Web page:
Mine’s Much Bigger Than Yours

OH, my gourd, it’s enormous! Welcome to the annual pumpkin weighing contest at the George Inn in Chideock.

The pub garden looks like a Cinderella set – we're surrounded by maybe 30 pumpkins of all shapes and sizes, oranges contrasting brilliantly against a bright, almost Mediterranean, sky.

We’re with a pair of Portlanders, Dr and Mr Pond, who won the pumpkin contest two years ago with a whopper grown in their Wyke Regis allotment tipping the scales at 108 lbs. Last year, their crown was stolen, and now they’re determined to reclaim the title for 2010.

We spend the car journey in happy anticipation, bickering over whether pumpkins are a fruit or a vegetable. The competition organisers, the Chideock Cider Circle, have already collected the Ponds’ pumpkin. So far I’ve only seen photos of it – so my jaw drops when I meet their monster gourd in the flesh.

It is vast and flabby, sagging over at the sides like a fat man trying to heave himself out of bed. It is easily the biggest on display – but is it the heaviest? It’s a nervous wait to find out. We have a couple of pints as we wonder when the weigh-in will begin.

I notice a barrel set up by the cidermakers inviting a donation for each pint and quickly avail myself. (It’s so strong, it’s probably illegal to sell).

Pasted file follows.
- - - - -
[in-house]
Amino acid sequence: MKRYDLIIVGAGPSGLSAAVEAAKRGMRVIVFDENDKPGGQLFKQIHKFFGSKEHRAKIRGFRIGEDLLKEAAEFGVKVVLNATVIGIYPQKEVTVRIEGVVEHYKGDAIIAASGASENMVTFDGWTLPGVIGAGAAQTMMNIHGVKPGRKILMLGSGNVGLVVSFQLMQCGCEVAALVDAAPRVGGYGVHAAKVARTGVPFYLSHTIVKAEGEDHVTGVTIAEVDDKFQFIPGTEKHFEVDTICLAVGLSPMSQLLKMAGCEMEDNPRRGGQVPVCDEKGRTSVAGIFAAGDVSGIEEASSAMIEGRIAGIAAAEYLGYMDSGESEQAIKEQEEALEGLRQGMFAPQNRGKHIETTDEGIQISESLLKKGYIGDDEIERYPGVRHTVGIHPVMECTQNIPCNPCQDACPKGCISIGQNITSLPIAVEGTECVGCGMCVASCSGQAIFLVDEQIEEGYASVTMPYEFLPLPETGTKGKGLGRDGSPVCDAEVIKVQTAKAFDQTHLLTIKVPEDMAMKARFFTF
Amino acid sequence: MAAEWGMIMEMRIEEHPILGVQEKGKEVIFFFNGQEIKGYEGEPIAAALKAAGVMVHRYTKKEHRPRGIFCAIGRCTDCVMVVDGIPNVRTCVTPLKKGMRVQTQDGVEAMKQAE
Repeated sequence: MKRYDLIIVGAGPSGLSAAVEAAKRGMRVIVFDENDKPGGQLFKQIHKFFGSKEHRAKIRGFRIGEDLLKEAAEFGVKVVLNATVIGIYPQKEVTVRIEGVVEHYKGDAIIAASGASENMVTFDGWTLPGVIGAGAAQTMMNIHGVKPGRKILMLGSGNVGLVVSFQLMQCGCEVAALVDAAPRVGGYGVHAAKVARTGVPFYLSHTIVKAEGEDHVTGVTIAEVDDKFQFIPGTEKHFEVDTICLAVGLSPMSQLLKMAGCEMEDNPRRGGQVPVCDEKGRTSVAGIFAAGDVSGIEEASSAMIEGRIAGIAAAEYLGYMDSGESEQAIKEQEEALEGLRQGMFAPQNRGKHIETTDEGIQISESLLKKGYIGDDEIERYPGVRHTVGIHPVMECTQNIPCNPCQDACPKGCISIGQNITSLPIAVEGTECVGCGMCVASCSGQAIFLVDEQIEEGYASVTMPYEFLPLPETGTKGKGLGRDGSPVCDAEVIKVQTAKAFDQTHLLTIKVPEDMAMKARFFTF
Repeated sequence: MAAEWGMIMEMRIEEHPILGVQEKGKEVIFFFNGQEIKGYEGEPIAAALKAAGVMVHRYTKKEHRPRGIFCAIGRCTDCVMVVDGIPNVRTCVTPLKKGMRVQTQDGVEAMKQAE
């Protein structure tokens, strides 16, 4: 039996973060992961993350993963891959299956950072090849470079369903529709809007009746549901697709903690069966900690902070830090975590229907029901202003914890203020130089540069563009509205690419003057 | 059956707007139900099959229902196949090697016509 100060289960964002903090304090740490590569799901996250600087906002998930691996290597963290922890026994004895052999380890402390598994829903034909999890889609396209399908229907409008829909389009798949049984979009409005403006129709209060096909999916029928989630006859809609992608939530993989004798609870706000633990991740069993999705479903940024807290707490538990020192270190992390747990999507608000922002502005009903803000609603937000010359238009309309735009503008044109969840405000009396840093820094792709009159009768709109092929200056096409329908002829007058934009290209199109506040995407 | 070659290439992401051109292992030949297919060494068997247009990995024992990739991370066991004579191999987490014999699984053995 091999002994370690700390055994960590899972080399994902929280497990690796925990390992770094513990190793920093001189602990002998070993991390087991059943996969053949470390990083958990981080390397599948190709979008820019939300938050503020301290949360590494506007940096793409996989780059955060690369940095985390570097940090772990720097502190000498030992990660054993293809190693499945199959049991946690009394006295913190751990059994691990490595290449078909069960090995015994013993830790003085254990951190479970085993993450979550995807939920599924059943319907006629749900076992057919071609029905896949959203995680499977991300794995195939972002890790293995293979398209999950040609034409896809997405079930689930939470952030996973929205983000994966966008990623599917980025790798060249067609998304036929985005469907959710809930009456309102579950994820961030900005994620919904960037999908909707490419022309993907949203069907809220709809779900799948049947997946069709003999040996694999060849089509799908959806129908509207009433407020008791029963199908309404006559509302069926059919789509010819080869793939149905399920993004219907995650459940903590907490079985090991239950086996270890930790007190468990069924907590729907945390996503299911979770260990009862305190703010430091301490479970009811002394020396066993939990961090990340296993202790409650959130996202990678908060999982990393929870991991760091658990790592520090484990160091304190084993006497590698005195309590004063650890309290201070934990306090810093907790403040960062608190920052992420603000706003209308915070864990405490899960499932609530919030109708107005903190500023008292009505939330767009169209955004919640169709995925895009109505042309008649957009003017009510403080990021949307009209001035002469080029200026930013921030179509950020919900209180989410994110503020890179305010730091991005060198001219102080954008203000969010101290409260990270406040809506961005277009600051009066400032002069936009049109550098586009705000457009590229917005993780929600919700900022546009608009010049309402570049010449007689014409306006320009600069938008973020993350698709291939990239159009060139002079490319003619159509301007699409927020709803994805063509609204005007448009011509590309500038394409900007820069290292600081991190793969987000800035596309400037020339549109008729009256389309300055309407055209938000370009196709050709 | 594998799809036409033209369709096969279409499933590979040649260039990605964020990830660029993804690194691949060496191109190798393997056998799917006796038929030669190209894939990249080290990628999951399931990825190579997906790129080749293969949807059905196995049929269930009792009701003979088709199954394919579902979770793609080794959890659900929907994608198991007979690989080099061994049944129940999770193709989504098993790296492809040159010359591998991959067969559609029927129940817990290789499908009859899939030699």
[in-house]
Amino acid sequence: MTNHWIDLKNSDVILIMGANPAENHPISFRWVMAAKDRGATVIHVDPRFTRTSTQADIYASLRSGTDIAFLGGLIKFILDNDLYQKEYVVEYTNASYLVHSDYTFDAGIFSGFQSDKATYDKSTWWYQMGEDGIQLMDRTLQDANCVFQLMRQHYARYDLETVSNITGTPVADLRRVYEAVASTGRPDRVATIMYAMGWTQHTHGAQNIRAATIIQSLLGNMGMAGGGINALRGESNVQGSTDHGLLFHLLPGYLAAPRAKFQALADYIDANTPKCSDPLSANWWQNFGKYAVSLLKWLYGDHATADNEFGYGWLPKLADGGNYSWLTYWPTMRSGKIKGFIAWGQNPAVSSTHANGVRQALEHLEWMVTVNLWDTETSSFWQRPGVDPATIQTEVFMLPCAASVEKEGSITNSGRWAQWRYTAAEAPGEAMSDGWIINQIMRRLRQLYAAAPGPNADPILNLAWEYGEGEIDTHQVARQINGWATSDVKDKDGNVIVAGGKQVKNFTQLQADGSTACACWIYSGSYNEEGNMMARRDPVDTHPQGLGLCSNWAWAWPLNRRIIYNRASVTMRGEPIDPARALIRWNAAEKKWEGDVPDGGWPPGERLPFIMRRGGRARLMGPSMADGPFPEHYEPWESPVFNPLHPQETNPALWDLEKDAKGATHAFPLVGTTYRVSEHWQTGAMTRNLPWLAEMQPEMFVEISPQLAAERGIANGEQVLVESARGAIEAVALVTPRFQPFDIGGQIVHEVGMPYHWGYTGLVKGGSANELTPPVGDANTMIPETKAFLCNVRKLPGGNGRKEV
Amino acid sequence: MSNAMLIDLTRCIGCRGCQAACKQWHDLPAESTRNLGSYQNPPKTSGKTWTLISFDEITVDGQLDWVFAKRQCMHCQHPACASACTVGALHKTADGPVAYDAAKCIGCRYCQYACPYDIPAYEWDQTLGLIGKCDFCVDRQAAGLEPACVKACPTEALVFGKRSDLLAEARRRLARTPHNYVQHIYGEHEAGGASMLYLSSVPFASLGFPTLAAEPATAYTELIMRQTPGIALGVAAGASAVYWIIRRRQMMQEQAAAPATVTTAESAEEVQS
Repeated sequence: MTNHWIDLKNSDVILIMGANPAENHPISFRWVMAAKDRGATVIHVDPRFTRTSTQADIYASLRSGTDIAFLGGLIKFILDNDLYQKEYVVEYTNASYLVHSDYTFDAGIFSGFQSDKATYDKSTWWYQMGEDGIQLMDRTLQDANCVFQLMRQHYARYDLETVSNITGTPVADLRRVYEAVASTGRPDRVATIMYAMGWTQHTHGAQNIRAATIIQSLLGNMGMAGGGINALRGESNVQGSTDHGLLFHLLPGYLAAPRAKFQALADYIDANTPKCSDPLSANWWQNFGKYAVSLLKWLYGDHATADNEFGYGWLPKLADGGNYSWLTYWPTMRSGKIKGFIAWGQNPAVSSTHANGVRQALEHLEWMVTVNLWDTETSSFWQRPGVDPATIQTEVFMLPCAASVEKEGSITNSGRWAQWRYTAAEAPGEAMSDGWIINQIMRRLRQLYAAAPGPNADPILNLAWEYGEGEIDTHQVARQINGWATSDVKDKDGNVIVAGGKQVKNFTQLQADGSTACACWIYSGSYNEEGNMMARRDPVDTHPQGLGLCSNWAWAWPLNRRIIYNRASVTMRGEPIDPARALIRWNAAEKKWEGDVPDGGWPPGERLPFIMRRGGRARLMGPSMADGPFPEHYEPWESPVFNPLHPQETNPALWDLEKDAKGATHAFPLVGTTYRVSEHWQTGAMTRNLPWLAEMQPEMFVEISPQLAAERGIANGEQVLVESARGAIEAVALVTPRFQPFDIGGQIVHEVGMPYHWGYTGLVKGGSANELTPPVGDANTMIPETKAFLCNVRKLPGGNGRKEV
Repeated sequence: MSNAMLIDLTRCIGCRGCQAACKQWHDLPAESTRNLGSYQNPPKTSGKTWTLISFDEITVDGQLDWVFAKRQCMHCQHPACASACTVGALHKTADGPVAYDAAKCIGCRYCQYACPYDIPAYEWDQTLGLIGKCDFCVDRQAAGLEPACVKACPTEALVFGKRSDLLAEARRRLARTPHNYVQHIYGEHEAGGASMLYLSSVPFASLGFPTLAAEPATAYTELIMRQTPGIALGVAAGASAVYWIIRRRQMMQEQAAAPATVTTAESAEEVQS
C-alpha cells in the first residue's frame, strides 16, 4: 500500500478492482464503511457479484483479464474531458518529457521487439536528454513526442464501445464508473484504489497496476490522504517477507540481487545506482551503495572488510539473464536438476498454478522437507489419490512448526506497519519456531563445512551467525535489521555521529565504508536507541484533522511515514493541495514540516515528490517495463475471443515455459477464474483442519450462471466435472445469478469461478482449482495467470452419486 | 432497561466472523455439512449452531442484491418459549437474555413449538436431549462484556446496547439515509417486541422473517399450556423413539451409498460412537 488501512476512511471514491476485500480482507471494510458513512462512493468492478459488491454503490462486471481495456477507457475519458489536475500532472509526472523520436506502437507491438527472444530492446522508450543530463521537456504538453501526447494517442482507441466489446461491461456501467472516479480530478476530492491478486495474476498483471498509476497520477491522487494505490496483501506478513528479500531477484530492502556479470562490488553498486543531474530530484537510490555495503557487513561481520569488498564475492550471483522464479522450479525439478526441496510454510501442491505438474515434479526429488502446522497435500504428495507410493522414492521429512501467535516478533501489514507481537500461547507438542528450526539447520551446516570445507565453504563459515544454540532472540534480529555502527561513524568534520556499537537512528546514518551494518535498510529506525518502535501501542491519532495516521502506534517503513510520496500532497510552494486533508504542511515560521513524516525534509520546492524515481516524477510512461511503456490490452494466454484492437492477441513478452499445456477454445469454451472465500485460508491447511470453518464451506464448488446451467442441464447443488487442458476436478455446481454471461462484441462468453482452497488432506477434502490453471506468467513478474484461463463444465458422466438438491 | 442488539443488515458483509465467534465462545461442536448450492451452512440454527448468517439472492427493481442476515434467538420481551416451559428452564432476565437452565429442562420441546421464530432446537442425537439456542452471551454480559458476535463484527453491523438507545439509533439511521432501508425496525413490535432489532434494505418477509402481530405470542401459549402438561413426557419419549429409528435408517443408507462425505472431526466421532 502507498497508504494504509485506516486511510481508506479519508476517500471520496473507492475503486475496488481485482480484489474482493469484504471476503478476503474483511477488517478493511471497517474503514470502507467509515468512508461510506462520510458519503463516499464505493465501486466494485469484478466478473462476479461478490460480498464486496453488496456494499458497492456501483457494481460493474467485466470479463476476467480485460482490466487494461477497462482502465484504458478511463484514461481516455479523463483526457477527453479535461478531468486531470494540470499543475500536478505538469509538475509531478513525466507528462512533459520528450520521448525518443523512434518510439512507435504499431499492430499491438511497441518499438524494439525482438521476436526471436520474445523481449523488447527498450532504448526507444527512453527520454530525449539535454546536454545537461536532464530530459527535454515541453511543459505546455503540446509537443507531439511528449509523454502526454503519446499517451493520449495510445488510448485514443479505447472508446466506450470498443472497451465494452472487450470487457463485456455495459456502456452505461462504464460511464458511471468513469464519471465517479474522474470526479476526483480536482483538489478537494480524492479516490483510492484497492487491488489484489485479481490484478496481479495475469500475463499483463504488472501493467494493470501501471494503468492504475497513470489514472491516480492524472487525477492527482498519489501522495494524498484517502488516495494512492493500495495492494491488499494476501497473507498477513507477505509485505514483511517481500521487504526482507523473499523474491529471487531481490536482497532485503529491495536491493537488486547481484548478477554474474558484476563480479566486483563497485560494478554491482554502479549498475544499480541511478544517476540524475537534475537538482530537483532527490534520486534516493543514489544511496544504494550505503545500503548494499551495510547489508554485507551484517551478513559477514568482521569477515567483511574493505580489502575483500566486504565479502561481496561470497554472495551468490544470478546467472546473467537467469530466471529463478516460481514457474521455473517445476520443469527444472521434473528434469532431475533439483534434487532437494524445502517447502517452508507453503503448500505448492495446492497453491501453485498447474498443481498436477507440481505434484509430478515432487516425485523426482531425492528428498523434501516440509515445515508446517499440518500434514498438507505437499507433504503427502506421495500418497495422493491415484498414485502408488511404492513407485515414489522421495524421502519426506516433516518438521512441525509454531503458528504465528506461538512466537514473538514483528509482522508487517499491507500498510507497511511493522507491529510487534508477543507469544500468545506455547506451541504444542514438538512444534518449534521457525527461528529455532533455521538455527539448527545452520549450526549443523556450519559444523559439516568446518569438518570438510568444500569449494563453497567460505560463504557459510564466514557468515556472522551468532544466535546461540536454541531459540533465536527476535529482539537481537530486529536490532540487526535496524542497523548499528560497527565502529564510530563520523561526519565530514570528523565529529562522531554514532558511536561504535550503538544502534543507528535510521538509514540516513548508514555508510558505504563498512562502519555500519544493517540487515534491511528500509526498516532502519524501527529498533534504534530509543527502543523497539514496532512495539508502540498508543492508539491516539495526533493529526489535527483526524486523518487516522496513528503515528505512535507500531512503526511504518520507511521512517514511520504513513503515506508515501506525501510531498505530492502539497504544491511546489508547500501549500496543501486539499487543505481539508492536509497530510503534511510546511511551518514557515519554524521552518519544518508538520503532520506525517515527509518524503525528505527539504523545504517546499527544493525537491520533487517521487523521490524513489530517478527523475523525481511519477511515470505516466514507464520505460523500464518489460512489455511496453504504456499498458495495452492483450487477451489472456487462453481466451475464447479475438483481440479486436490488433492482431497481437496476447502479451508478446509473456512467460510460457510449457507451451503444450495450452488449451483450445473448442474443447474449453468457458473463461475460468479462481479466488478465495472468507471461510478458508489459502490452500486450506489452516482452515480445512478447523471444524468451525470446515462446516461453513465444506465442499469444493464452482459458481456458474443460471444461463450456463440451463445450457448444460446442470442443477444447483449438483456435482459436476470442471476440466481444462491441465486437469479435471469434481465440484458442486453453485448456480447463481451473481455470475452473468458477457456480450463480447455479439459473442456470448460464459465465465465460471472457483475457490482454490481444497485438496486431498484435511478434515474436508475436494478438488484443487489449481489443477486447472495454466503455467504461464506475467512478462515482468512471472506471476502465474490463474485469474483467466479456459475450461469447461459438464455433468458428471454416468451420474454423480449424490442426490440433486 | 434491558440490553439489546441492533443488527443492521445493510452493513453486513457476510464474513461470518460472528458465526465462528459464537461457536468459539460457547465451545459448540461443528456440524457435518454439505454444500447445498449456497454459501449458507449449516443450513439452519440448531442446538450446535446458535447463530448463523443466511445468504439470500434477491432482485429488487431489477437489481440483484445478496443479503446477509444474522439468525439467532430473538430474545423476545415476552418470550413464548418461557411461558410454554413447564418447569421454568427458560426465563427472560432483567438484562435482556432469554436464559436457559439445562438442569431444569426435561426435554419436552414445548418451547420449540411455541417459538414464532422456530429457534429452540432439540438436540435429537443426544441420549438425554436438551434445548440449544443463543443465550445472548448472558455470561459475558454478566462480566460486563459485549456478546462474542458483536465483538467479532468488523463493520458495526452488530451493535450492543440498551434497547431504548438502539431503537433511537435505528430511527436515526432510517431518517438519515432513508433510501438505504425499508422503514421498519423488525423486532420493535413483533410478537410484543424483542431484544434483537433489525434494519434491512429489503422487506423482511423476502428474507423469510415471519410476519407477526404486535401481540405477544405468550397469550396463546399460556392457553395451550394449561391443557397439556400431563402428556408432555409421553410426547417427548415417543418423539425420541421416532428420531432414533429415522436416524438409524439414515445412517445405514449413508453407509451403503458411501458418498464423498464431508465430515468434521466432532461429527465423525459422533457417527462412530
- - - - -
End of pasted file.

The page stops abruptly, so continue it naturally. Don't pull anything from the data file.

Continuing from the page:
Bewhiskered cider makers roll each fruit out to the scales, where they are solemnly weighed and each result debated, then noted down on a clipboard.

A small crowd gathers as the tension mounts – then there’s a murmur. The Portlanders have done it. At 194 lbs, and almost too girt for two grown men to lift, theirs is the heaviest pumpkin since 2006, when a whopper grown by Robert Phillips nearly broke the scales at 238lbs.

Mr Pond is delighted, though – he was desperate to win. Dr Pond is slightly worried that she’s given away all her secrets under my casual questioning – how much manure did you use? How much water did you need?

The seeds of ambition have taken root. I’ll have to ask my mum if we can grow a monster pumpkin in her veg plot. Who knows, next year this could be us!


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